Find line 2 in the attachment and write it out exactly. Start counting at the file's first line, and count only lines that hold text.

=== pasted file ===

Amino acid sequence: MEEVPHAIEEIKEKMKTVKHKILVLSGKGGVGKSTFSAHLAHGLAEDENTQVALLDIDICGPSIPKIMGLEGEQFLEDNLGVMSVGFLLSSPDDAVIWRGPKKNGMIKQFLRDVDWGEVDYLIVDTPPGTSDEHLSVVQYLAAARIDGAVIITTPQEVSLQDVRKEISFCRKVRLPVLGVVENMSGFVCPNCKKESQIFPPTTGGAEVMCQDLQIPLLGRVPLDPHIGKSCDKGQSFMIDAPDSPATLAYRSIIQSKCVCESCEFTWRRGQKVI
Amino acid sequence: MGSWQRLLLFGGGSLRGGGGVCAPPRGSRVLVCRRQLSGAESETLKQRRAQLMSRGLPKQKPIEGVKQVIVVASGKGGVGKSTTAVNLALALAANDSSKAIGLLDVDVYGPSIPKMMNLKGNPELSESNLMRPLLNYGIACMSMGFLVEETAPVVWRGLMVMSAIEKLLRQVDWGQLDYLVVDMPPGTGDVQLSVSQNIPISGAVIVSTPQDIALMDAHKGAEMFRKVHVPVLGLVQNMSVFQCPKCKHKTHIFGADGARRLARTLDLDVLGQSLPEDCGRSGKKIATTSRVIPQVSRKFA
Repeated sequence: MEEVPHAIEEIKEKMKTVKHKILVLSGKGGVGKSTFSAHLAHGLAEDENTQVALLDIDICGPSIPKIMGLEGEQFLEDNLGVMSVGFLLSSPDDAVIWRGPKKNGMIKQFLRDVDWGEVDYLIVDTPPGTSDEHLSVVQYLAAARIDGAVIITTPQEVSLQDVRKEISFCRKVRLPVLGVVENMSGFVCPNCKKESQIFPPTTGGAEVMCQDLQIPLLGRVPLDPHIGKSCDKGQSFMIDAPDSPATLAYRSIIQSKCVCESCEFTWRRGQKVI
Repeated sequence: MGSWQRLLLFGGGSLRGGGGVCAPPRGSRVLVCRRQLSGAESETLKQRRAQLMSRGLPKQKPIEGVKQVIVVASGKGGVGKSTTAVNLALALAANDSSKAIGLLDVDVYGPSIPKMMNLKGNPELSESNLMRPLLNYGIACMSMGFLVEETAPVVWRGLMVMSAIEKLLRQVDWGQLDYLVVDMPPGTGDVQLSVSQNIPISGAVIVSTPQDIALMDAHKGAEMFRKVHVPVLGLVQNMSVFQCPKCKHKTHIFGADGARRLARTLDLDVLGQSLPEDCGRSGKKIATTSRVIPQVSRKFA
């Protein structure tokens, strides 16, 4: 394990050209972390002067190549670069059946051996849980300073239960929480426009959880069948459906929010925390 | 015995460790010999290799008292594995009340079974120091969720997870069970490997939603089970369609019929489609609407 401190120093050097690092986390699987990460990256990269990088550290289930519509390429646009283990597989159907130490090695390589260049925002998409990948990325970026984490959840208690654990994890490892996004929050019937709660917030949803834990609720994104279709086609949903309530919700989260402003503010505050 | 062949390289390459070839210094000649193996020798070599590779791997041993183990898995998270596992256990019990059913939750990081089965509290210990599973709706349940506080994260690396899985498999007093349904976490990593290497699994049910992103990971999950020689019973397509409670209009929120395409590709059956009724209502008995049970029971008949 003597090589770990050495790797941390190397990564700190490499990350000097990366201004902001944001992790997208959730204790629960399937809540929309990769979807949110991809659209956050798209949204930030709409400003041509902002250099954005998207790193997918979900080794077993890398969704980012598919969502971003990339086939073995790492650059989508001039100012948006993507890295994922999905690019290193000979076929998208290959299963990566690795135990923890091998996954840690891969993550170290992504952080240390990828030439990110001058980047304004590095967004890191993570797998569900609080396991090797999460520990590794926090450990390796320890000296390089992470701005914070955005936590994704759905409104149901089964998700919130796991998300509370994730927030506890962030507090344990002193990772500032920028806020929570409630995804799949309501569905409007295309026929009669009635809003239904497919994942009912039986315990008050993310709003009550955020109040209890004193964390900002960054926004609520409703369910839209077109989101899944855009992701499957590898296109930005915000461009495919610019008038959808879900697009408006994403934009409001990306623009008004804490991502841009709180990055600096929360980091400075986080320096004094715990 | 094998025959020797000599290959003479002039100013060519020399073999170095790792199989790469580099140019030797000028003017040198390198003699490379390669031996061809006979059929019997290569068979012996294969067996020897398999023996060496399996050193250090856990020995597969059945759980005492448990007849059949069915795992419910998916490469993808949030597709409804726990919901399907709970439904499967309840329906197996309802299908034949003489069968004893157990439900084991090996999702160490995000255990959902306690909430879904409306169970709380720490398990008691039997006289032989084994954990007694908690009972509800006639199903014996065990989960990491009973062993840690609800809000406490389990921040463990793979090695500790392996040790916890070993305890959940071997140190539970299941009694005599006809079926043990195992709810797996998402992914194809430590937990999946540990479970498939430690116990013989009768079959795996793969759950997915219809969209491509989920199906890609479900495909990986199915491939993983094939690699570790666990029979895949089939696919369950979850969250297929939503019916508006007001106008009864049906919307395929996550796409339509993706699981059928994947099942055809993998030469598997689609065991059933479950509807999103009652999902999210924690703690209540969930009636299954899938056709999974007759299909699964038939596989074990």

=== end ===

Amino acid sequence: MGSWQRLLLFGGGSLRGGGGVCAPPRGSRVLVCRRQLSGAESETLKQRRAQLMSRGLPKQKPIEGVKQVIVVASGKGGVGKSTTAVNLALALAANDSSKAIGLLDVDVYGPSIPKMMNLKGNPELSESNLMRPLLNYGIACMSMGFLVEETAPVVWRGLMVMSAIEKLLRQVDWGQLDYLVVDMPPGTGDVQLSVSQNIPISGAVIVSTPQDIALMDAHKGAEMFRKVHVPVLGLVQNMSVFQCPKCKHKTHIFGADGARRLARTLDLDVLGQSLPEDCGRSGKKIATTSRVIPQVSRKFA